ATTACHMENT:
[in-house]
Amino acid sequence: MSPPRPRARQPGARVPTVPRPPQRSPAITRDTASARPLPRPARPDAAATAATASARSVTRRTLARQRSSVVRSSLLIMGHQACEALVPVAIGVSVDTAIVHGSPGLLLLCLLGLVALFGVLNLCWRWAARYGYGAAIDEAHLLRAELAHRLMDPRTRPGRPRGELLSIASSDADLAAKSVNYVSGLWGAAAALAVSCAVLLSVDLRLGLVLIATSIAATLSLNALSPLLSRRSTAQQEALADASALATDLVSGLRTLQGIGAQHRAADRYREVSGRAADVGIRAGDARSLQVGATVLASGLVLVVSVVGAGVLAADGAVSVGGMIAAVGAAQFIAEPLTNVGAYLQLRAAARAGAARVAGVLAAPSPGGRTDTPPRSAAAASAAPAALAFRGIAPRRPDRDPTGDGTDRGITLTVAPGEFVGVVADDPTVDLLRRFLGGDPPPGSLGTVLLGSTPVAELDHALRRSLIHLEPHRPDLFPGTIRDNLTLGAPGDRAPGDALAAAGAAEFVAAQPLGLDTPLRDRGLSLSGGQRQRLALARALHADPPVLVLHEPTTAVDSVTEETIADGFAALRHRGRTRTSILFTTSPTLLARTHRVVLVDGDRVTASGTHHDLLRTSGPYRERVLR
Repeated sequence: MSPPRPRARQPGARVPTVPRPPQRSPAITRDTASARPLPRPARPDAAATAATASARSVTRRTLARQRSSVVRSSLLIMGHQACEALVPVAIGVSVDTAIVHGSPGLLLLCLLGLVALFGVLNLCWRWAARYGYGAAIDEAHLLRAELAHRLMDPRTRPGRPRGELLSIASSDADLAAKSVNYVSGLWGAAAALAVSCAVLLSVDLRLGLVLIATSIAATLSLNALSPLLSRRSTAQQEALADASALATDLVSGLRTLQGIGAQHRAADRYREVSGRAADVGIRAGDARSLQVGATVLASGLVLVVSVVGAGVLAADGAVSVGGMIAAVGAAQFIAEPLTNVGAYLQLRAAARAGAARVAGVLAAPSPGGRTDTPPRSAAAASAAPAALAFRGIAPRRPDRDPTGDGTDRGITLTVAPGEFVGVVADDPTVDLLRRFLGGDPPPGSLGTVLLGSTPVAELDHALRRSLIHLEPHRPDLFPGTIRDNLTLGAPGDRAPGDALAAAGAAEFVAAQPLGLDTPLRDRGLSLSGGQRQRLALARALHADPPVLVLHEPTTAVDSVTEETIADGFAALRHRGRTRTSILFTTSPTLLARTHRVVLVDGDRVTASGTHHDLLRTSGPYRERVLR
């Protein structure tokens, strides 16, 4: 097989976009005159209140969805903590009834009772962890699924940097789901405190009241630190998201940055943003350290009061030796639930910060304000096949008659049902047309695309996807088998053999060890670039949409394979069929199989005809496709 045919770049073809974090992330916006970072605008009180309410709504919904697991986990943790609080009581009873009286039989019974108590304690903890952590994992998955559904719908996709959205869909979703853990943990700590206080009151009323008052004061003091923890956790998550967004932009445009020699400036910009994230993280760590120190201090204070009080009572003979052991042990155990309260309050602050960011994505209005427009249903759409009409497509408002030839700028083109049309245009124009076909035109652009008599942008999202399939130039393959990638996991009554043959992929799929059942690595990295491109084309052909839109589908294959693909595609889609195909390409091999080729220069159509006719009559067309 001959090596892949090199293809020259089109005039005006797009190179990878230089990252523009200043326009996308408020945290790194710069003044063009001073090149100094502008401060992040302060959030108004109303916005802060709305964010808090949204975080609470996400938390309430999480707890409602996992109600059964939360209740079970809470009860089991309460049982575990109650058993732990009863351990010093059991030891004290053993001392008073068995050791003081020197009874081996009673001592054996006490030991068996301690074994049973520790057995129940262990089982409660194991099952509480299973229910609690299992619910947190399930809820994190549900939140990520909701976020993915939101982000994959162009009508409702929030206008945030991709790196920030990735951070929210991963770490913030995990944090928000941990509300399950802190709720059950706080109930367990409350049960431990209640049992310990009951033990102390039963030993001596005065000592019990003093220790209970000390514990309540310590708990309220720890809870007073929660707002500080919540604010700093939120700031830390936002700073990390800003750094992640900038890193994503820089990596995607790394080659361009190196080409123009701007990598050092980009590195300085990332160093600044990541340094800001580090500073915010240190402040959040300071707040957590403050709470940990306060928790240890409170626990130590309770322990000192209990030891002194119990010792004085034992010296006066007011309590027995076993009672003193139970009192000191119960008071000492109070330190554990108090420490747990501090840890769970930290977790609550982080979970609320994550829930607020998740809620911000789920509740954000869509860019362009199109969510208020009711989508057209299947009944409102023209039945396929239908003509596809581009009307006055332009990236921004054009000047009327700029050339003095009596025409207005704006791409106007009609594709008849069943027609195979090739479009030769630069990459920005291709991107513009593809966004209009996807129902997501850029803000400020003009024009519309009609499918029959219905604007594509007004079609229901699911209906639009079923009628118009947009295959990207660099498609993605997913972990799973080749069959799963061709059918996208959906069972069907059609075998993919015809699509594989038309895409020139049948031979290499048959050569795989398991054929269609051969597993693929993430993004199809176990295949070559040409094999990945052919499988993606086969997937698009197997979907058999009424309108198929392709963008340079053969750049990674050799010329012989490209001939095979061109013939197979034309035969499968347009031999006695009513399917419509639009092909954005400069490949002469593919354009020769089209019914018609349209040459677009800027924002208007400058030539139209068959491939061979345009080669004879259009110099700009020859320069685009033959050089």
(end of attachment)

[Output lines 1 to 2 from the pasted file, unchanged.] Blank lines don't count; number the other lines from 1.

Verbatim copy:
[in-house]
Amino acid sequence: MSPPRPRARQPGARVPTVPRPPQRSPAITRDTASARPLPRPARPDAAATAATASARSVTRRTLARQRSSVVRSSLLIMGHQACEALVPVAIGVSVDTAIVHGSPGLLLLCLLGLVALFGVLNLCWRWAARYGYGAAIDEAHLLRAELAHRLMDPRTRPGRPRGELLSIASSDADLAAKSVNYVSGLWGAAAALAVSCAVLLSVDLRLGLVLIATSIAATLSLNALSPLLSRRSTAQQEALADASALATDLVSGLRTLQGIGAQHRAADRYREVSGRAADVGIRAGDARSLQVGATVLASGLVLVVSVVGAGVLAADGAVSVGGMIAAVGAAQFIAEPLTNVGAYLQLRAAARAGAARVAGVLAAPSPGGRTDTPPRSAAAASAAPAALAFRGIAPRRPDRDPTGDGTDRGITLTVAPGEFVGVVADDPTVDLLRRFLGGDPPPGSLGTVLLGSTPVAELDHALRRSLIHLEPHRPDLFPGTIRDNLTLGAPGDRAPGDALAAAGAAEFVAAQPLGLDTPLRDRGLSLSGGQRQRLALARALHADPPVLVLHEPTTAVDSVTEETIADGFAALRHRGRTRTSILFTTSPTLLARTHRVVLVDGDRVTASGTHHDLLRTSGPYRERVLR